P367 Significant impact on health care utilization upon implementation of an electronic IBD care management program.

Koppelman, L.(1)*;Roozemoind, S.(1);Cornelissen, L.(2);Hommes, D.(2);Voorneveld, P.(1);Maljaars, J.(1);Kubben, F.(3);Verweij, E.(3);van der Meulen - de Jong, A.(1);

(1)Leiden University Medical Centre, gastroenterology, Leiden, The Netherlands;(2)DEARhealth BV, DEARhealth, Amsterdam, The Netherlands;(3)Maasstad Ziekenhuis, gastroenterology, Rotterdam, The Netherlands;


The management of Inflammatory Bowel Diseases (IBD) remains to be a significant challenge because of its unpredictable clinical course and high associated costs. Recently, we implemented an electronic IBD care management program, provided by DEARhealth BV, which offers care-pathways that configurate according to individual IBD risk profiles, called THINK. High-risk (HR) IBD patients (current biochemical disease activity) will receive more intense monitoring and provider interactions compared to Low-risk (LR) (>3 years in remission) and Intermediate-risk (IR) (other patients) individuals (figure 1). In this project, before implementation of THINK, we aimed to assess whether 1. Current healthcare utilisation (HCU) (consultations, lab tests, calprotectin) differs between risk groups and 2, what the effect of implementing THINK would be on HCU (focused on consultations and laboratory tests) in a retrospective-analysed population.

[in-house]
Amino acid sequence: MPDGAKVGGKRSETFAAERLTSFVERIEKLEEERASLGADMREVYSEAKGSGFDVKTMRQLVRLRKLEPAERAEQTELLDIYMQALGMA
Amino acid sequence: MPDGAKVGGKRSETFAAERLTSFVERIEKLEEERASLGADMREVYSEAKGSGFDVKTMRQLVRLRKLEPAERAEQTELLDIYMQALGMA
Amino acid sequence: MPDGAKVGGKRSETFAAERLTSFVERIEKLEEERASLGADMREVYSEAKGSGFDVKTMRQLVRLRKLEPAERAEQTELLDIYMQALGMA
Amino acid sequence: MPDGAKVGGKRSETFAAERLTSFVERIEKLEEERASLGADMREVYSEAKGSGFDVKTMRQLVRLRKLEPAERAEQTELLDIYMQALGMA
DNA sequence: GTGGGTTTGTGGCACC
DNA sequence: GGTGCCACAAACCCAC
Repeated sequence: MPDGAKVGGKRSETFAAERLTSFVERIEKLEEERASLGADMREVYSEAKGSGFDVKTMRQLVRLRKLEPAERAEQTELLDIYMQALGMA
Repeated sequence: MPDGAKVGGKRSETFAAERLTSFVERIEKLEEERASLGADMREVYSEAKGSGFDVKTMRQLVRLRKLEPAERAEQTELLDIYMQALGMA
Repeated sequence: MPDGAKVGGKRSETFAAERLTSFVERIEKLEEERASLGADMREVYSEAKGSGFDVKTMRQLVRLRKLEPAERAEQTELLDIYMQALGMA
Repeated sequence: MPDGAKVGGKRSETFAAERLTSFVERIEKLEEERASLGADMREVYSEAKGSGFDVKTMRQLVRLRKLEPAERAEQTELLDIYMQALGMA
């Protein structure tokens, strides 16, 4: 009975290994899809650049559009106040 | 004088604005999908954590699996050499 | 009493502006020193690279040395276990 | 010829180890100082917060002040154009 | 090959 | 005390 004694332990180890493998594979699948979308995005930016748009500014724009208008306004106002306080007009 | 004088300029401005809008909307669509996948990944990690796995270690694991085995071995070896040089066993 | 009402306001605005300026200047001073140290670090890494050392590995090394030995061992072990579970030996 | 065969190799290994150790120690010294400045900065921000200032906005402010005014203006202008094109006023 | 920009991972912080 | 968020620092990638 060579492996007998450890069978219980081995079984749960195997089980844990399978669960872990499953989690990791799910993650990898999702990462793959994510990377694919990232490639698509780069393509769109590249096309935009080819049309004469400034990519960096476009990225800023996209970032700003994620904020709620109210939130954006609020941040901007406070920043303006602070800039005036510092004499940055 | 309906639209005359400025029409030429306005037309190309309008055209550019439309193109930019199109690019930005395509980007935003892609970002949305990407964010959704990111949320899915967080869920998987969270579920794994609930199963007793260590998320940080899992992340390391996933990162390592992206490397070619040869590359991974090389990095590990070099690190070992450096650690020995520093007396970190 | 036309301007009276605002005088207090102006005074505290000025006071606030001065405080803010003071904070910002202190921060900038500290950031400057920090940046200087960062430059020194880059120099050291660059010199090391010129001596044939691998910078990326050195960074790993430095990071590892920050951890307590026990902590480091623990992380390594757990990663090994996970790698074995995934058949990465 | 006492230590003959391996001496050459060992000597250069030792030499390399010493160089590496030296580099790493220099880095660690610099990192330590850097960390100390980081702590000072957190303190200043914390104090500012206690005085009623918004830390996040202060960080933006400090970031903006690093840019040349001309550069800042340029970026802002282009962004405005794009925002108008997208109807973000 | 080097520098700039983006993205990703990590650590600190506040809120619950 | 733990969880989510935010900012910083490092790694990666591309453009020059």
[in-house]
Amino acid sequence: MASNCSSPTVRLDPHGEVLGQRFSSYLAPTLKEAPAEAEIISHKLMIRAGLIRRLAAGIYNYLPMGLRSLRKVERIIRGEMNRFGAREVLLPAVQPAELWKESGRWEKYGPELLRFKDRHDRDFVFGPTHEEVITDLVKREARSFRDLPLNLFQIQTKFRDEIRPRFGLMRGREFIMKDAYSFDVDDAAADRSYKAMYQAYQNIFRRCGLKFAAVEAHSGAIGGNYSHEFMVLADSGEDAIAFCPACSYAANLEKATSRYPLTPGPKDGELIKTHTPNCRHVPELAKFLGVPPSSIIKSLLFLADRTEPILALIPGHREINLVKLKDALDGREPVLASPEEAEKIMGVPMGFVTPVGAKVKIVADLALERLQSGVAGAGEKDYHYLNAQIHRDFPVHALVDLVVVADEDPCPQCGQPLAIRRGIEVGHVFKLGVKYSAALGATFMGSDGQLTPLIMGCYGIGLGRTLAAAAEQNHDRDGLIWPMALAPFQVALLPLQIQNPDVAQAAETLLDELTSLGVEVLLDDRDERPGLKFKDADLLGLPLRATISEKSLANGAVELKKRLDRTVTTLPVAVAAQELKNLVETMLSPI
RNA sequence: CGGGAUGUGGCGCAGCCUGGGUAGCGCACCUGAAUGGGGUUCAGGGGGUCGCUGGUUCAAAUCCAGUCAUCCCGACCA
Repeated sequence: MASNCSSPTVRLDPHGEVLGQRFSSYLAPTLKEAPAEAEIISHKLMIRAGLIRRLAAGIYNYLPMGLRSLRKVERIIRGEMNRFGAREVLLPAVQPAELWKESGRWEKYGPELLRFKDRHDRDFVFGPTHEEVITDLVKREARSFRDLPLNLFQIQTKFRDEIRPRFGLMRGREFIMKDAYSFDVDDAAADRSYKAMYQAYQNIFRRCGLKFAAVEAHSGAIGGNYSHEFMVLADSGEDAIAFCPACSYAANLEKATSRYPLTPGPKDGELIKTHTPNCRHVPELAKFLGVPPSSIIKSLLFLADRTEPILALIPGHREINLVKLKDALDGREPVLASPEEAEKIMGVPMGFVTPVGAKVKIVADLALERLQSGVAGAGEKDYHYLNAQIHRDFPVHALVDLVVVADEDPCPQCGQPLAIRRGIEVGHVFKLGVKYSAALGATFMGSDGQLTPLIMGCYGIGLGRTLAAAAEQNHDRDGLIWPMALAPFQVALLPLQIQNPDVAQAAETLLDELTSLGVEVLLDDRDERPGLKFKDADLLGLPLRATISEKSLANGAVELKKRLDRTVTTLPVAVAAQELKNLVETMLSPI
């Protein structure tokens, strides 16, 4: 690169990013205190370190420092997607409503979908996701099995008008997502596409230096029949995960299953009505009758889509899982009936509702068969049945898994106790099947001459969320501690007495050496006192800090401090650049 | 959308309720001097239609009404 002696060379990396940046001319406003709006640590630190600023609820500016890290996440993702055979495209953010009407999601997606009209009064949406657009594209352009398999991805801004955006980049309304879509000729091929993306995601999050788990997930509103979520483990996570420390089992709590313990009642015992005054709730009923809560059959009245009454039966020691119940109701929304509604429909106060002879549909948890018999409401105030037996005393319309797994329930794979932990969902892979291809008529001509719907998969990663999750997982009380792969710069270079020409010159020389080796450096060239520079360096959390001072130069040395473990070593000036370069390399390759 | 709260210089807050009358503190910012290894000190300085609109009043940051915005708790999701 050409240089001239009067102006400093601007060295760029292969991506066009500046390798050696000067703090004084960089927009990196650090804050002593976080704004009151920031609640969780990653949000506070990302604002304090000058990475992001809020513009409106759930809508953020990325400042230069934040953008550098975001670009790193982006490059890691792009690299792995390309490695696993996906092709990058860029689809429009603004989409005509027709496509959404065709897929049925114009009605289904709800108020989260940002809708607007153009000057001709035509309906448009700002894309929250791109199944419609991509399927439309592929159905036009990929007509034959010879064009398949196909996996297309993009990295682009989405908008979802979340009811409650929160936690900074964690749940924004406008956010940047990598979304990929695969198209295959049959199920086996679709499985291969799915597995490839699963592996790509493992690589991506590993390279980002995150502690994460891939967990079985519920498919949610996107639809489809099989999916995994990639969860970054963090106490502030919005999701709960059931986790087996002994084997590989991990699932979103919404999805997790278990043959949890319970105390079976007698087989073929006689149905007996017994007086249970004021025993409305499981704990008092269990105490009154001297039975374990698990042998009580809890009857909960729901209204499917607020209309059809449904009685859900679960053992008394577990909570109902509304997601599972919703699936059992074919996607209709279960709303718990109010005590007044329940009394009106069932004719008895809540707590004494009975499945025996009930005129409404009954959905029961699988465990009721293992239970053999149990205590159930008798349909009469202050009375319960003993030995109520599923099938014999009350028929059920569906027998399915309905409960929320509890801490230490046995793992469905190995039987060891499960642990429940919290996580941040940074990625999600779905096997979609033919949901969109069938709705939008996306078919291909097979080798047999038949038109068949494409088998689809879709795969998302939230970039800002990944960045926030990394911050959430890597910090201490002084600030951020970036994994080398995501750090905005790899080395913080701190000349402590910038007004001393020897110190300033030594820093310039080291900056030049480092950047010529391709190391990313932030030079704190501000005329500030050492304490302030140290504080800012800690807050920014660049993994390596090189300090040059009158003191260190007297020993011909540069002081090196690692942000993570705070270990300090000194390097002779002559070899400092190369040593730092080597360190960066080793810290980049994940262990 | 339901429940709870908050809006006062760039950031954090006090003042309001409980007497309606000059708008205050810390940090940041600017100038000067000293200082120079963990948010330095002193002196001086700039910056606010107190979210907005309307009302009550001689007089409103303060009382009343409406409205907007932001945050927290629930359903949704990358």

161 consecutive IBD patients in hospital A, categorized in either the HR or IR group, were studied prospectively during 1 year before implementation of THINK. HCU was captured using an electronical medical record (EMR) and included consultations, blood tests and calprotectin. Furthermore, HCU in the years 2018-2019 in the IBD population of hospital B was studied (extraction of EMR). This historical data was compared to the THINK care path (see figure 1) when optimal implemented. The analysis focused on the activities present in de THINK care pathway (consultations and laboratory tests) to uncover the potential of the electronic IBD care management program.


Baseline characteristics for hospital A cohort (N=161) are summed in Table 1. We followed 102 patients (60 Crohn) in the IR group and 59 patients in the HR group (29 Crohn). As expected, significant more HCU was present in the HR group (table 2). In hospital B, the utilization impact assessment was performed in the IBD cohort of 543 Crohn and 495 colitis patients. A difference in clinic consults was observed of -52,7% (HR), -53.5% (IR) and -29,3% (LR). The difference in laboratory tests utilization was found -54,0% (HR), -27.8% (IR) and -3,1% (LR).


Our initial experiences with a novel IBD management program demonstrated the feasibility of accurate remote disease activity monitoring and significant impact on utilization patterns due to the risk-based care pathway configurations. However, the analysis shows the ideal fictive situation when using standardized care pathways which cannot fully be considered the real-time situation. In this analysis no unexpected events are included. Future research should investigate the realization of these predictions.